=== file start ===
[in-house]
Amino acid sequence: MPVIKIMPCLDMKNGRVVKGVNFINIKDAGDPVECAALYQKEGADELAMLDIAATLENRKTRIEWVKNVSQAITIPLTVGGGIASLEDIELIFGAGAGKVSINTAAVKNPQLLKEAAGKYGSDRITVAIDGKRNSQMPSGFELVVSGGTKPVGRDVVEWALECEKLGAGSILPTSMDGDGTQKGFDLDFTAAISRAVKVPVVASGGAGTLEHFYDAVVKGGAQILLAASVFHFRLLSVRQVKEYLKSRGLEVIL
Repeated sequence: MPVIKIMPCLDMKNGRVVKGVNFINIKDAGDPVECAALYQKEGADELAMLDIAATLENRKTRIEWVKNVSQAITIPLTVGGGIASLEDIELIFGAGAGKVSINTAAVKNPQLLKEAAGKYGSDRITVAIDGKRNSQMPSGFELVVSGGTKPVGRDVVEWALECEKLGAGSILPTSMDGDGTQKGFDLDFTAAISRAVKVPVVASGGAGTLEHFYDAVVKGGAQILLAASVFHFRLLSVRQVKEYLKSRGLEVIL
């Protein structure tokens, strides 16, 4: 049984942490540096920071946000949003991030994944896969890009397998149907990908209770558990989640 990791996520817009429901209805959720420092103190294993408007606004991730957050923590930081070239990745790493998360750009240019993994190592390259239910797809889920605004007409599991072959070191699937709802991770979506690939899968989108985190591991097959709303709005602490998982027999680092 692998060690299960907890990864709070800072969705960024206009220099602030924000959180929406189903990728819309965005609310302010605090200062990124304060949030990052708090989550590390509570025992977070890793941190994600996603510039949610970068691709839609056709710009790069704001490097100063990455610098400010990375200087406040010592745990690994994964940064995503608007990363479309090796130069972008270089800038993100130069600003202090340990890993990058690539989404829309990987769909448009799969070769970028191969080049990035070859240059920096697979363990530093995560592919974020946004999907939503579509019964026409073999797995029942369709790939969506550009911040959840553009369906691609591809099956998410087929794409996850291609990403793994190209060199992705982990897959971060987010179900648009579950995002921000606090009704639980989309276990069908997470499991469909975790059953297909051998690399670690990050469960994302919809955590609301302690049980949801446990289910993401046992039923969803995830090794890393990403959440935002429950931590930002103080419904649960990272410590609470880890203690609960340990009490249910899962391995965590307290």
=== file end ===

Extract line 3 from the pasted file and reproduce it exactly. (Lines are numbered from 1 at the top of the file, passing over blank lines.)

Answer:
Repeated sequence: MPVIKIMPCLDMKNGRVVKGVNFINIKDAGDPVECAALYQKEGADELAMLDIAATLENRKTRIEWVKNVSQAITIPLTVGGGIASLEDIELIFGAGAGKVSINTAAVKNPQLLKEAAGKYGSDRITVAIDGKRNSQMPSGFELVVSGGTKPVGRDVVEWALECEKLGAGSILPTSMDGDGTQKGFDLDFTAAISRAVKVPVVASGGAGTLEHFYDAVVKGGAQILLAASVFHFRLLSVRQVKEYLKSRGLEVIL